Ghazal 227, Verse 1


;xamoshiyo;N me;N tamaashaa adaa nikaltii hai
nigaah dil se tire surmah saa nikaltii hai

1) in silences, a spectacle-style emerges
2) from your heart a gaze/glance like collyrium emerges


surmah : 'Lead-ore; antimony (reduced to powder); collyrium (of antimony, or lead-ore or sulphuret of lead)'. (Platts p.655)


Between silence and collyrium, a necessary connection has grown up in the poet's mind, since for the collyrium-user silence is necessary, since its speech is only voiceless; its voice cannot emerge. The author has said the mirror image of this: that is, in silence your glance emerges, having been surrounded by collyrium, from your heart itself. That is, your silence itself makes the glance collyrium-surrounded. That is, because of this necessary connection, silence and collyrium are the same thing. (254-55)

== Nazm page 255

Bekhud Dihlavi:

From eating collyrium, the voice is lost. He says, 'Even in your silences a style of expression is found. As if the gaze that emerges from the intention of your heart, emerges like collyrium.' That is, the voice is without an aspect. (312)

Bekhud Mohani:

If anyone would eat collyrium, then his/her voice would gradually be lost. tamaashaa adaa = a style that's worth beholding. surmah saa = mixed with collyrium; that is, silent.

In your silence too a style that's worth seeing emerges, because your gaze too that emerges in this state, has in it the same thing that's in a collyrium-like gaze [when] the beloved is silent....

That is, you cast a kind of gaze upon me that teaches me about silence (the way a collyrium-eater cannot speak). And your and my sitting in the same place, but sitting in silence, is worth seeing. The point is that she looks in such a way that one doesn't have the courage to speak in her presence: {116,5}. (461)


Many people have read, in the second line, tirii instead of tire .... Maulana Arshi has read tire ; I follow him. But it's also true that the verse is so obscure that whether we read tirii or tire , things aren't much clearer....

So let's think about it afresh. The first point is that surmah saa is the quality of a gaze; that is, in Persian poetry the gaze has been called surmah saa ; Ghalib didn't invent this construction....

The Greek philosophers and their followers mostly held the view that when a ray of light emerges from the eye and falls on things, then things are seen. That is, the eye is a giver of light, not a receiver.... Muslim Sufis have generally called the heart 'seeing' and a 'possessor of insight'....

In the light of this analysis it's not hard to see that in the verse under discussion Ghalib is making his beloved the possessor of the quality of 'insight of the heart'. Thus he is assuming that her gaze emerges from the heart. To assume that the beloved is a 'possessor of insight' is common. And it's not at all necessary that this verse should be about the beloved; it can also be about some mystical knower or spiritual preceptor; it can also be about someone who's an object of praise. To suppose that a praised one is a possessor of mystical knowledge and insight is also common.

Thus the interpretation becomes that the gaze is habitually silent; when the beloved or the praised one remains silent, and attends to us people with the eye of the heart, then s/he doesn't simply stop with avoiding words or the voice. Rather, her every glance emerges 'like collyrium'. From eating collyrium the voice is lost, and a person becomes unable to speak. Thus the silence of the 'gaze like collyrium' will be, in comparison to the silence of an ordinary gaze, more intense and profound.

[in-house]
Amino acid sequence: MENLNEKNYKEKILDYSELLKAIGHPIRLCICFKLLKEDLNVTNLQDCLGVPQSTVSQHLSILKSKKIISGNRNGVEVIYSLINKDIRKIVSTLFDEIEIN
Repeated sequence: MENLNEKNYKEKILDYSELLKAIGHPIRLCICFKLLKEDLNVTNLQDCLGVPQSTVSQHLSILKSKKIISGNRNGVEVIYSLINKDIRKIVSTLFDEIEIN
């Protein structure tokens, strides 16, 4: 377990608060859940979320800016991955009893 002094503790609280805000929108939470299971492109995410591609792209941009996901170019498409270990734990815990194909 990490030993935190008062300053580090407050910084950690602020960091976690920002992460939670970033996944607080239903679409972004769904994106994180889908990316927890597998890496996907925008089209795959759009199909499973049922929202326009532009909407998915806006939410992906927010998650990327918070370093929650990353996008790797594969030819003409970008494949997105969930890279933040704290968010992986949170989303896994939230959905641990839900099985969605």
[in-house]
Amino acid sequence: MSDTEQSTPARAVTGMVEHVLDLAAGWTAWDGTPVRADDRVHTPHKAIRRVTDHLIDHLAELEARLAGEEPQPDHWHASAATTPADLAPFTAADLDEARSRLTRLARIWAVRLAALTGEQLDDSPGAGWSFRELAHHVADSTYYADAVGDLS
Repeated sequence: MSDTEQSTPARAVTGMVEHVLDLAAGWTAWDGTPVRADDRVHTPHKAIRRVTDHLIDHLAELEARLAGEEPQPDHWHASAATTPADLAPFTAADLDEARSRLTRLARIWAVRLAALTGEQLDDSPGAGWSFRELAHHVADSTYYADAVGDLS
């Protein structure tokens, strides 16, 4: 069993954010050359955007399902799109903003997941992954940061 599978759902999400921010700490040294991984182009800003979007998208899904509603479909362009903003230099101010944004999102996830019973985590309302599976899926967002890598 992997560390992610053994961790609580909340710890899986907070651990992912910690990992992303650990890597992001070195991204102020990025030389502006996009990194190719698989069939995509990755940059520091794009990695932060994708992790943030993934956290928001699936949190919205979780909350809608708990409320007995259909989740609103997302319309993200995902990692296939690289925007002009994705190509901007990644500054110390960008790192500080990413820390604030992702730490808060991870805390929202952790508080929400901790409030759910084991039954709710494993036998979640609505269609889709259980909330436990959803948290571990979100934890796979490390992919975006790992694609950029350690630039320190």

Shaukat Merathi has made a good point: 'With reference to glances and hints, they call the eye a speaker'. But if this be accepted as correct, then one more pleasure is created: that the eye is a speaker, but the beloved or the praised one has such regard for his/her silence that s/he emits even her gaze after having made it like collyrium.

Because the putting on of collyrium is considered a kind of coquetry, to call the 'gaze like collyrium' tamaashaa-adaa -- that is, worthy of being seen-- seems full of affinity. If we take tamaashaa to be a quality of adaa , then the meaning will be 'a very interesting style'. That is, in your silence is this interesting style: that even your gaze emerges from the eye like collyrium'. For a 'speaking eye', consider Mir [{783,6}]:

aahuu ko us kii chashm-e su;xan-go se mat milaa
shahrii se kar sake hai kahii;N bhii ga;Nvaar baat

[don't cause the deer to meet her speaking eye!
can a rustic ever at all converse with an urbanite?]

== (1989: 352-54) [2006: 380-82]


GAZE: {10,12}
TAMASHA: {8,1}

For more on the natural enmity between collyrium and the voice, and on the general qualities of collyrium, see {44,1}. The commentators agree that if you eat collyrium, you lose your voice. This always astonishes me. How would anybody know that? Who would go around eating collyrium and reporting (in writing, no doubt) the results? Let's assume that they are talking about the ghazal world, not the real world (although they don't indicate this). Or perhaps they are all merely picking up the idea from each other. It almost sounds like a back-formation from attempts to interpret verses like this.

I'm willing to go with Faruqi's reading, but I keep asking myself, why surmah saa ? What is that saa agreeing with? Not the heart, which is oblique; not the gaze, which is feminine. And the first line doesn't offer any remotely plausible candidates, except the grammatically awkward tamaashaa , which doesn't really commend itself either. If it had been surmah sii (to go with nigaah ) or surmah se (in a general adverbial sense) I would have been much more content. Perhaps we have to consider it just a concession to the rhyme.

Note for grammar fans: The noun compound tamaashaa-adaa is unnatural in Urdu, but very common in Persian; for more examples see {129,6x}.